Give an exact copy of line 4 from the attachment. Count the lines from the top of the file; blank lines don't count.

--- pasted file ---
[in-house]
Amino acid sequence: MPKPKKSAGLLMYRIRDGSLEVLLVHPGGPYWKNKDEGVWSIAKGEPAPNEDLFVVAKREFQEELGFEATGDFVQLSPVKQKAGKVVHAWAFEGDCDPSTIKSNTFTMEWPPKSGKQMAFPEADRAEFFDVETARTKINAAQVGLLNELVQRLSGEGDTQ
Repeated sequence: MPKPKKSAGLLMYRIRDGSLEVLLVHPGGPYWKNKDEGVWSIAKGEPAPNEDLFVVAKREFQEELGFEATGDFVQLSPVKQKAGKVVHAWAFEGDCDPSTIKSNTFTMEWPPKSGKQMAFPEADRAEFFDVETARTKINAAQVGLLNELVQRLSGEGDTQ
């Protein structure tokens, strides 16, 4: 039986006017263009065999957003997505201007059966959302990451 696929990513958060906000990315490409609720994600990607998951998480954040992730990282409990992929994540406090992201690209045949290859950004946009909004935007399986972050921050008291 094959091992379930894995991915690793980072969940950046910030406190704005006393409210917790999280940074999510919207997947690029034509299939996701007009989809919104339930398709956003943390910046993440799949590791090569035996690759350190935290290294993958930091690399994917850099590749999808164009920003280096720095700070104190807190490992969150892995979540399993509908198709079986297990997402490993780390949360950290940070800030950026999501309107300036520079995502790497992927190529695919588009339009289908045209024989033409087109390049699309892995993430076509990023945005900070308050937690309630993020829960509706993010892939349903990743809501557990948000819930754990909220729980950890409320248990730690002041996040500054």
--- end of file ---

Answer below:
């Protein structure tokens, strides 16, 4: 039986006017263009065999957003997505201007059966959302990451 696929990513958060906000990315490409609720994600990607998951998480954040992730990282409990992929994540406090992201690209045949290859950004946009909004935007399986972050921050008291 094959091992379930894995991915690793980072969940950046910030406190704005006393409210917790999280940074999510919207997947690029034509299939996701007009989809919104339930398709956003943390910046993440799949590791090569035996690759350190935290290294993958930091690399994917850099590749999808164009920003280096720095700070104190807190490992969150892995979540399993509908198709079986297990997402490993780390949360950290940070800030950026999501309107300036520079995502790497992927190529695919588009339009289908045209024989033409087109390049699309892995993430076509990023945005900070308050937690309630993020829960509706993010892939349903990743809501557990948000819930754990909220729980950890409320248990730690002041996040500054």